“I know that God knows your situation. But I do want to always encourage women who would like to be able to stay home to see if God might have an answer for them that they never thought of. Perhaps He has.
But too many women don’t see motherhood as a vocation. The word “vocation” comes from the Latin word for “voice.” It means “a call.” I do believe with all my heart that there is no higher and no holier calling than motherhood. Because I have had at least one letter from a woman who said, “Why do you always say that the highest and holiest calling is motherhood? I’m single, and so that means that I will never be as holy as these mothers.
I need to repeat, I’m not saying it is higher and holier than the gift of singleness. I’m simply saying there is no higher calling for a woman than motherhood. If God gives you that gift, that is a high and holy calling and there is no calling higher. But for the single person, there is no calling higher than what God has given to you. Remember, our loving Heavenly Father, our Creator, our Redeemer, our Guard, our Guide-He knows in what sphere we can best glorify Him.”
“When women–sometimes well-meaning, earnest, truth seeking ones say “Get out of the house and do something creative, find something meaningful, something with more direct access to reality,” it is a dead giveaway that they have missed the deepest definition of creation, of meaning, of reality. And when you start seeing the world as opaque, that is, as an end in itself instead of as transparent, when you ignore the Other World where this one ultimately finds its meaning, of course housekeeping (and any other kind of work if you do it long enough) becomes tedious and empty.
But what have buying groceries, changing diapers and peeling vegetables got to do with creativity? Aren’t those the very things that keep us from it? Isn’t it that kind of drudgery that keeps us in bondage? It’s insipid and confining, it’s what one conspicuous feminist called “a life of idiotic ritual, full of forebodings and failure.” To her I would answer ritual, yes. Idiotic, no, not to the Christian–for although we do the same things anybody else does, and we do them over and over in the same way, the ordinary transactions of everyday life are the very means of transfiguration. It is the common stuff of this world which, because of the Word’s having been “made flesh,” is shot through with meaning, with charity, with the glory of God.”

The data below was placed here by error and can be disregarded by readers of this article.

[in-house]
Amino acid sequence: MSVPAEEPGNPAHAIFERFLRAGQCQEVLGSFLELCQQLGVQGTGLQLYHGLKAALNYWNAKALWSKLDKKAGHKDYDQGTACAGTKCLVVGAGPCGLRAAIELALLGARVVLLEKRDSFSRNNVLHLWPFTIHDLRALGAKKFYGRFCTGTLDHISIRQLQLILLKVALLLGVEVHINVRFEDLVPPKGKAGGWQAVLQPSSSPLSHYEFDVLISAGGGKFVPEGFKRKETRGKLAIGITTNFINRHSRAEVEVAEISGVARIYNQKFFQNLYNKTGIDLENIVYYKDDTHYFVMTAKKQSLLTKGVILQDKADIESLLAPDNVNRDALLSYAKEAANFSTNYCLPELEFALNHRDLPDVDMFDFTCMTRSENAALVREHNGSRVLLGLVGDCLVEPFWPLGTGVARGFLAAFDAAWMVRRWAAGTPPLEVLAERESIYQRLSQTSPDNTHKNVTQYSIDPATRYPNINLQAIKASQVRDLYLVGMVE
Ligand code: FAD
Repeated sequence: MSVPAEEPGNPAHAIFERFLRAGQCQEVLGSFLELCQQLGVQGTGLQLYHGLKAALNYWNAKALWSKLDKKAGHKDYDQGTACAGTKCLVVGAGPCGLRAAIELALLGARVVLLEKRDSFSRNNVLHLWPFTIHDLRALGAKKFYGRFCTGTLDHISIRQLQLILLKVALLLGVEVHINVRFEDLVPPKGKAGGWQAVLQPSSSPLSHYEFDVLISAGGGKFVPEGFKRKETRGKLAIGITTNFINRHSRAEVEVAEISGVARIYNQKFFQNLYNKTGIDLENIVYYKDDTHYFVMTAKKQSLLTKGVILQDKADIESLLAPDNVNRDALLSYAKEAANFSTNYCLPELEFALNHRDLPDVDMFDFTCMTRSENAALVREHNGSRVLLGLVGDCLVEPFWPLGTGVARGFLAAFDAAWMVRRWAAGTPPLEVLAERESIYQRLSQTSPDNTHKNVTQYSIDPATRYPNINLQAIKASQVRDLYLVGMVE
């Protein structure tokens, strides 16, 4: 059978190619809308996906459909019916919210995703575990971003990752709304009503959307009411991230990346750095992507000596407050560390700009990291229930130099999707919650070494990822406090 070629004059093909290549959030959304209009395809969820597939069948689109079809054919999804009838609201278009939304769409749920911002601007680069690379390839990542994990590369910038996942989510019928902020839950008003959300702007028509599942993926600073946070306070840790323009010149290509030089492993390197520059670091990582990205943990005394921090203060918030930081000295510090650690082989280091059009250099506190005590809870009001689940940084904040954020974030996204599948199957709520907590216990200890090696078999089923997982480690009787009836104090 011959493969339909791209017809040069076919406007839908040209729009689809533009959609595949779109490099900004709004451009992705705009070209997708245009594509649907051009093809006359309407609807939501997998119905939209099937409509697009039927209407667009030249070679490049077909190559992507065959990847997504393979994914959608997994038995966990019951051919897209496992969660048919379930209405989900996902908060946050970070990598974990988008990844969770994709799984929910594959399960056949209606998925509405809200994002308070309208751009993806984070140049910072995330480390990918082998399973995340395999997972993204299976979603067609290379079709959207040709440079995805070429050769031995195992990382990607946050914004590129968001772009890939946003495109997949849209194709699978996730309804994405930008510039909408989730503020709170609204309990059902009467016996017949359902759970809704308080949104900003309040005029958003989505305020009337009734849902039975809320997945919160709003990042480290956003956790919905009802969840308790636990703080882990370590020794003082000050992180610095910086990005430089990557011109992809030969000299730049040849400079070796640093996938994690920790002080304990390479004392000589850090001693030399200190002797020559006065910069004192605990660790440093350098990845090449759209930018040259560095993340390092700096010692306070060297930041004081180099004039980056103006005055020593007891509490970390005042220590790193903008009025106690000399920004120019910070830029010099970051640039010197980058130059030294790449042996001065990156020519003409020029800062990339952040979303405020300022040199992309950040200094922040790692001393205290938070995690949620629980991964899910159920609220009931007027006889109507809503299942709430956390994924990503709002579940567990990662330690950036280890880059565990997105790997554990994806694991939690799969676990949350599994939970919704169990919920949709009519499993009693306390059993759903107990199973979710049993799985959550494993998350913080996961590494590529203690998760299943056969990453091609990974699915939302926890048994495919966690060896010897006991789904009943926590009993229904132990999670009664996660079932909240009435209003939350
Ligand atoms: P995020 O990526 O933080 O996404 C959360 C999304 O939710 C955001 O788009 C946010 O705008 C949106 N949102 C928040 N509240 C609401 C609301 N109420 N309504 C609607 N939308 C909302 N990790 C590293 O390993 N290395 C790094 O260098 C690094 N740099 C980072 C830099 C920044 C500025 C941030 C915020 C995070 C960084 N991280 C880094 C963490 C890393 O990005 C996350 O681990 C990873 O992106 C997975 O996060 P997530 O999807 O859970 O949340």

“This is what I mean by profanity. We have forgotten the mystery, the dimension of glory. It was Mary herself who showed it to us so plainly. By the offering up of her physical body to become the God-bearer, she transfigured for all mothers, for all time, the meaning of motherhood. She cradled, fed and bathed her baby–who was very God of very God–so that when we cradle, feed and bathe ours we may see beyond that simple task to the God who in love and humility “dwelt among us and we beheld his glory.
Those who focus only on the drabness of the supermarket, or on the onions or the diapers themselves, haven’t an inkling of the mystery that is at stake here, the mystery revealed in the birth of that Baby and consummated on the Cross: my life for yours.”
“To modern mothers I would say “Let Christ himself be your example as to what your attitude should be. For he, who had always been God by nature, did not cling to his prerogatives as God’s equal, but stripped himself of all privilege by consenting to be a slave by nature and being born as a mortal man. And, having become man, he humbled himself by living a life of utter obedience, even to the extent of dying, and the death he died was the death of a common criminal. That is why God has now lifted him so high. . .” (Phil. 2:5-11 Phillips)”.